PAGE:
WASHINGTON — Lockheed Martin plans to demonstrate its new 5G network technologies at Project Convergence ‘22, following a successful showing of gear installed on vehicles traversing Florida scrublands.

The defense-contracting giant has applied to test its 5G solutions as a part of the U.S. Army’s annual experiment, said David Rohall, a senior program manager on the company’s sensors and global sustainment advanced programs team, and hopes to improve its related capabilities in the near future.

Project Convergence ‘22 — the Army’s contribution to Joint All-Domain Command and Control, a plan to modernize military communications — is set for this fall. It will, for the first time, include international partners.

The first Project Convergence began in 2020. Since then, the series of experiments has put emerging technologies, like networks, artificial intelligence, robotics and autonomy, to the test.

Lockheed last year equipped a pair of Hummers with 5G-capable open architecture processors, and drove them across its electronic testing site near Orlando International Airport.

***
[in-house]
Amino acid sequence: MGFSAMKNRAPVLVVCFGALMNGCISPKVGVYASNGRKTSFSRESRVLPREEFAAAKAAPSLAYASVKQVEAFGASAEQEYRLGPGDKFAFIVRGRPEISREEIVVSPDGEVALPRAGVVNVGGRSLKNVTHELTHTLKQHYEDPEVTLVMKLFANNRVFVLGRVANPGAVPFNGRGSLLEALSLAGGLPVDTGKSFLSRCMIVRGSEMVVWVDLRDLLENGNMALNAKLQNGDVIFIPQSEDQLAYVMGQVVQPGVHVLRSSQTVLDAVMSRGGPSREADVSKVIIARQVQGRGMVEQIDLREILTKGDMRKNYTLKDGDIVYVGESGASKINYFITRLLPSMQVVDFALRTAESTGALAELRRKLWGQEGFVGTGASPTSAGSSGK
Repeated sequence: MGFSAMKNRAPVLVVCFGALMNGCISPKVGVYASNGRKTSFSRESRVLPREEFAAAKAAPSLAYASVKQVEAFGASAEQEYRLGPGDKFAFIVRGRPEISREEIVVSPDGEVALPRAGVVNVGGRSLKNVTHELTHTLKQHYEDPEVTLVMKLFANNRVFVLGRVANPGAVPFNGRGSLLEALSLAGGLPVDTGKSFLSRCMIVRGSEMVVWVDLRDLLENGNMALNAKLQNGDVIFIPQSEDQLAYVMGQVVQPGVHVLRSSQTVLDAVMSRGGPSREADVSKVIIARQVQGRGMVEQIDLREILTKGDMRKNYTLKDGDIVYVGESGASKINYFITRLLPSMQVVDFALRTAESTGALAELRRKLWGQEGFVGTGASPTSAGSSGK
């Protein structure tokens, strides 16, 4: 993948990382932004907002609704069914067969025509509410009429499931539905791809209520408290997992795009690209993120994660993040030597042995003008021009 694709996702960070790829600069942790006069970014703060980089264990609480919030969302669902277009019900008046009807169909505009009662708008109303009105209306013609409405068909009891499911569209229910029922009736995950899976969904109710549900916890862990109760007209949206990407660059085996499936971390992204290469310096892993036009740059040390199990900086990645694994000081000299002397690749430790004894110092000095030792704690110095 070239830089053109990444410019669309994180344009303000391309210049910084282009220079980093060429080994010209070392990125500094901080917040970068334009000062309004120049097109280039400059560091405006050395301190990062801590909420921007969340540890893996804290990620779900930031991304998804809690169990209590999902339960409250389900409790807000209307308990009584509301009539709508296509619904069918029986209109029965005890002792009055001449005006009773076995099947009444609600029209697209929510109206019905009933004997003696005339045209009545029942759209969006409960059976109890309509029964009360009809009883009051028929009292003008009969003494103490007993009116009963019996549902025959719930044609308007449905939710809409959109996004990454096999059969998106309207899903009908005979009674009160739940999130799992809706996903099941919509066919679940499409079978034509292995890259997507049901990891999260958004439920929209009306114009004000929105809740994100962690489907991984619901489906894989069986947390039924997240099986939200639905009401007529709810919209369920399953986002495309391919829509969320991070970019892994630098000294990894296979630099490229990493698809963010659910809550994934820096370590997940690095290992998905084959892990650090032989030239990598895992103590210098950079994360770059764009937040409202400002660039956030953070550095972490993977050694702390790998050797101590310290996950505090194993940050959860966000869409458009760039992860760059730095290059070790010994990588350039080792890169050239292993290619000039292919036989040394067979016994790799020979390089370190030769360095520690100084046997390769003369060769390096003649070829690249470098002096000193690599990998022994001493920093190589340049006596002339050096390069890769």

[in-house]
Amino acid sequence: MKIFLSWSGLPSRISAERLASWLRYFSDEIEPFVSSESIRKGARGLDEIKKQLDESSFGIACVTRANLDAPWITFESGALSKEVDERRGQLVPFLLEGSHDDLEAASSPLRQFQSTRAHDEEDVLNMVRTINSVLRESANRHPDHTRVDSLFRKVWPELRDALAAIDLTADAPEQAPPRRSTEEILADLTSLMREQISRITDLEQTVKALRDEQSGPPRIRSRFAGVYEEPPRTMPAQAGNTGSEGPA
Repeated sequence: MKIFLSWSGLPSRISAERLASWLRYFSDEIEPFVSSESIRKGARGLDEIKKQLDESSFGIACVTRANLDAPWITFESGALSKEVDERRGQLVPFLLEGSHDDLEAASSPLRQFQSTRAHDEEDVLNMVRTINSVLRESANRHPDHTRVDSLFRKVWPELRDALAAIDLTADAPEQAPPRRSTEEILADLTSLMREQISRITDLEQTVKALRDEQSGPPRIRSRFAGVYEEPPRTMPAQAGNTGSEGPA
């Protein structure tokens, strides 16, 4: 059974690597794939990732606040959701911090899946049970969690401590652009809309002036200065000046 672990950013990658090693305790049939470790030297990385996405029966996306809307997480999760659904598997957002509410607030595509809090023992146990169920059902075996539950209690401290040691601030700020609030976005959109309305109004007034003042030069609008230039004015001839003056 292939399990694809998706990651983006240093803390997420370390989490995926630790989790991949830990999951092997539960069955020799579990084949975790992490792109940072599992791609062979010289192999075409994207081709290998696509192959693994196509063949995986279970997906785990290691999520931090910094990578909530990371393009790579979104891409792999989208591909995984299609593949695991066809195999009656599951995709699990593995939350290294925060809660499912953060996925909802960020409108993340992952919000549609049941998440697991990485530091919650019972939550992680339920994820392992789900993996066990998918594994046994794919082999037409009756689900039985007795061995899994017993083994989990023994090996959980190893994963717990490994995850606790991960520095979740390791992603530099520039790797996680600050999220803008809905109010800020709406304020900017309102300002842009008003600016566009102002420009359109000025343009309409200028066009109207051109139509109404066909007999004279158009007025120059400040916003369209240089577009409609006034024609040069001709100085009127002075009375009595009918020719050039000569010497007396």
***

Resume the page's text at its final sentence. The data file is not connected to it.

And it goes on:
“We took those two commercial Humvees and connected them through a commercial 5G network on site,” Rohall said. “We took those Humvees and we put them in different scenarios to drive throughout.”

The exercise, completed in November 2021, falls under Lockheed Martin’s 5G.MIL initiative, designed to integrate and upgrade the fifth-generation gear in the military. The company said the Florida expedition will help its engineers explore 5G applications for ground vehicles.

The 5G.MIL program, Rohall said, represents “a large investment in the future for all of our joint warfighters. This technology will advance and bring new capabilities to our airmen, soldiers, Marines and sailors across all the joint domain operations.”

Fifth-generation wireless technology is a marked improvement compared to its predecessors, promising faster speeds and boosted bandwidth. Officials believe it will usher in a new era of connectivity.

“This is an enabling technology to share data securely, resiliently and seamlessly across that battle space,” Rohall said.

Lockheed Martin previously joined forces with Microsoft to work on 5G, and in mid-February announced it won a $19.3 million contract to develop a 5G communications network testbed for the U.S. Marine Corps in California.

The defense contractor has also teamed with Verizon to develop 5G systems for battlefield use.

Colin Demarest was a reporter at C4ISRNET, where he covered military networks, cyber and IT. Colin had previously covered the Department of Energy and its National Nuclear Security Administration — namely Cold War cleanup and nuclear weapons development — for a daily newspaper in South Carolina. Colin is also an award-winning photographer.

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